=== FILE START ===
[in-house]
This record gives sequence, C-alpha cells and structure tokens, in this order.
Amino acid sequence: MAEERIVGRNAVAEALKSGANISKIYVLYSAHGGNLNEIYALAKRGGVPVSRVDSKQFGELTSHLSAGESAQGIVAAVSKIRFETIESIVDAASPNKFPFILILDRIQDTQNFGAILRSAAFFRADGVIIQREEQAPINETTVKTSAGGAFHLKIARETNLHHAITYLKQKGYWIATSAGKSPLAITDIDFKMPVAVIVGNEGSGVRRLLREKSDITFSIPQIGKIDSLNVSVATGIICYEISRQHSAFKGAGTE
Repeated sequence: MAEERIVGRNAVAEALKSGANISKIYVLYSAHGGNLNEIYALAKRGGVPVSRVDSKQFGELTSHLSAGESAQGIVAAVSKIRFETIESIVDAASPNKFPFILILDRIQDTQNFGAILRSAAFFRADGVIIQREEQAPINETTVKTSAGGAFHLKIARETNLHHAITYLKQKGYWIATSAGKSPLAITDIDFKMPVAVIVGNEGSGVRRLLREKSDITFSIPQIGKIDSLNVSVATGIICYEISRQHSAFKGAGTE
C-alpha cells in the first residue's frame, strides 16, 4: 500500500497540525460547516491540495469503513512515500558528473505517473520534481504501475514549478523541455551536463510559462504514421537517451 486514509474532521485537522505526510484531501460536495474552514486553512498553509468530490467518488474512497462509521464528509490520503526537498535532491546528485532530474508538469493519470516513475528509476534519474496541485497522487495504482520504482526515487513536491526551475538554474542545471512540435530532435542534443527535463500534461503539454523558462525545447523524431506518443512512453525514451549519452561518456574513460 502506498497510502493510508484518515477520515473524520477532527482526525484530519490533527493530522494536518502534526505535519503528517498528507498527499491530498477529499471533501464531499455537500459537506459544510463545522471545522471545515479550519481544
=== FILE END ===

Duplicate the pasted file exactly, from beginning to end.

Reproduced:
[in-house]
This record gives sequence, C-alpha cells and structure tokens, in this order.
Amino acid sequence: MAEERIVGRNAVAEALKSGANISKIYVLYSAHGGNLNEIYALAKRGGVPVSRVDSKQFGELTSHLSAGESAQGIVAAVSKIRFETIESIVDAASPNKFPFILILDRIQDTQNFGAILRSAAFFRADGVIIQREEQAPINETTVKTSAGGAFHLKIARETNLHHAITYLKQKGYWIATSAGKSPLAITDIDFKMPVAVIVGNEGSGVRRLLREKSDITFSIPQIGKIDSLNVSVATGIICYEISRQHSAFKGAGTE
Repeated sequence: MAEERIVGRNAVAEALKSGANISKIYVLYSAHGGNLNEIYALAKRGGVPVSRVDSKQFGELTSHLSAGESAQGIVAAVSKIRFETIESIVDAASPNKFPFILILDRIQDTQNFGAILRSAAFFRADGVIIQREEQAPINETTVKTSAGGAFHLKIARETNLHHAITYLKQKGYWIATSAGKSPLAITDIDFKMPVAVIVGNEGSGVRRLLREKSDITFSIPQIGKIDSLNVSVATGIICYEISRQHSAFKGAGTE
C-alpha cells in the first residue's frame, strides 16, 4: 500500500497540525460547516491540495469503513512515500558528473505517473520534481504501475514549478523541455551536463510559462504514421537517451 486514509474532521485537522505526510484531501460536495474552514486553512498553509468530490467518488474512497462509521464528509490520503526537498535532491546528485532530474508538469493519470516513475528509476534519474496541485497522487495504482520504482526515487513536491526551475538554474542545471512540435530532435542534443527535463500534461503539454523558462525545447523524431506518443512512453525514451549519452561518456574513460 502506498497510502493510508484518515477520515473524520477532527482526525484530519490533527493530522494536518502534526505535519503528517498528507498527499491530498477529499471533501464531499455537500459537506459544510463545522471545522471545515479550519481544